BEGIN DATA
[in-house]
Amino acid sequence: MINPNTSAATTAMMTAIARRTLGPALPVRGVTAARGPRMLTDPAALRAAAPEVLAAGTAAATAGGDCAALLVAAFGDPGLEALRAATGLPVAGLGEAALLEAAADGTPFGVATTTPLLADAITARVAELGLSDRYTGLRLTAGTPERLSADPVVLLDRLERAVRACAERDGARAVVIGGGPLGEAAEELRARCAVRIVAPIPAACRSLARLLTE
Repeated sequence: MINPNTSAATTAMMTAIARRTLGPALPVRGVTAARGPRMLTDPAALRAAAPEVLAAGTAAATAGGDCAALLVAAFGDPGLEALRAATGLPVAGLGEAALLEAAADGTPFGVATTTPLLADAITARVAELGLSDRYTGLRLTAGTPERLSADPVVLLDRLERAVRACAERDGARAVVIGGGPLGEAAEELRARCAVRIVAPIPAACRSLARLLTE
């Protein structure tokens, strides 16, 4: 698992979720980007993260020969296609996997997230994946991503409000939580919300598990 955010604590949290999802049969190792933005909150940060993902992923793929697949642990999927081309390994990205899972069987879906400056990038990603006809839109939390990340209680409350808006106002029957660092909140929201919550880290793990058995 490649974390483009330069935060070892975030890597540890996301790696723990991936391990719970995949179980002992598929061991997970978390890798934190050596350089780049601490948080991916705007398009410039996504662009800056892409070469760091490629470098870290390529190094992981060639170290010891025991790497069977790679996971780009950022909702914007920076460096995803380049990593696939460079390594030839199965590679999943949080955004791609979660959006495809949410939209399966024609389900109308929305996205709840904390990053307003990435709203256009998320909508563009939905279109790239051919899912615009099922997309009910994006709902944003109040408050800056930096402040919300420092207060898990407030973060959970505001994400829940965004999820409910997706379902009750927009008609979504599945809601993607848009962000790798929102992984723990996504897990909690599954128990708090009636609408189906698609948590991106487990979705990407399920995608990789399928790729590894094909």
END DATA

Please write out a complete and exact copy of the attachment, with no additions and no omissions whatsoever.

[in-house]
Amino acid sequence: MINPNTSAATTAMMTAIARRTLGPALPVRGVTAARGPRMLTDPAALRAAAPEVLAAGTAAATAGGDCAALLVAAFGDPGLEALRAATGLPVAGLGEAALLEAAADGTPFGVATTTPLLADAITARVAELGLSDRYTGLRLTAGTPERLSADPVVLLDRLERAVRACAERDGARAVVIGGGPLGEAAEELRARCAVRIVAPIPAACRSLARLLTE
Repeated sequence: MINPNTSAATTAMMTAIARRTLGPALPVRGVTAARGPRMLTDPAALRAAAPEVLAAGTAAATAGGDCAALLVAAFGDPGLEALRAATGLPVAGLGEAALLEAAADGTPFGVATTTPLLADAITARVAELGLSDRYTGLRLTAGTPERLSADPVVLLDRLERAVRACAERDGARAVVIGGGPLGEAAEELRARCAVRIVAPIPAACRSLARLLTE
């Protein structure tokens, strides 16, 4: 698992979720980007993260020969296609996997997230994946991503409000939580919300598990 955010604590949290999802049969190792933005909150940060993902992923793929697949642990999927081309390994990205899972069987879906400056990038990603006809839109939390990340209680409350808006106002029957660092909140929201919550880290793990058995 490649974390483009330069935060070892975030890597540890996301790696723990991936391990719970995949179980002992598929061991997970978390890798934190050596350089780049601490948080991916705007398009410039996504662009800056892409070469760091490629470098870290390529190094992981060639170290010891025991790497069977790679996971780009950022909702914007920076460096995803380049990593696939460079390594030839199965590679999943949080955004791609979660959006495809949410939209399966024609389900109308929305996205709840904390990053307003990435709203256009998320909508563009939905279109790239051919899912615009099922997309009910994006709902944003109040408050800056930096402040919300420092207060898990407030973060959970505001994400829940965004999820409910997706379902009750927009008609979504599945809601993607848009962000790798929102992984723990996504897990909690599954128990708090009636609408189906698609948590991106487990979705990407399920995608990789399928790729590894094909």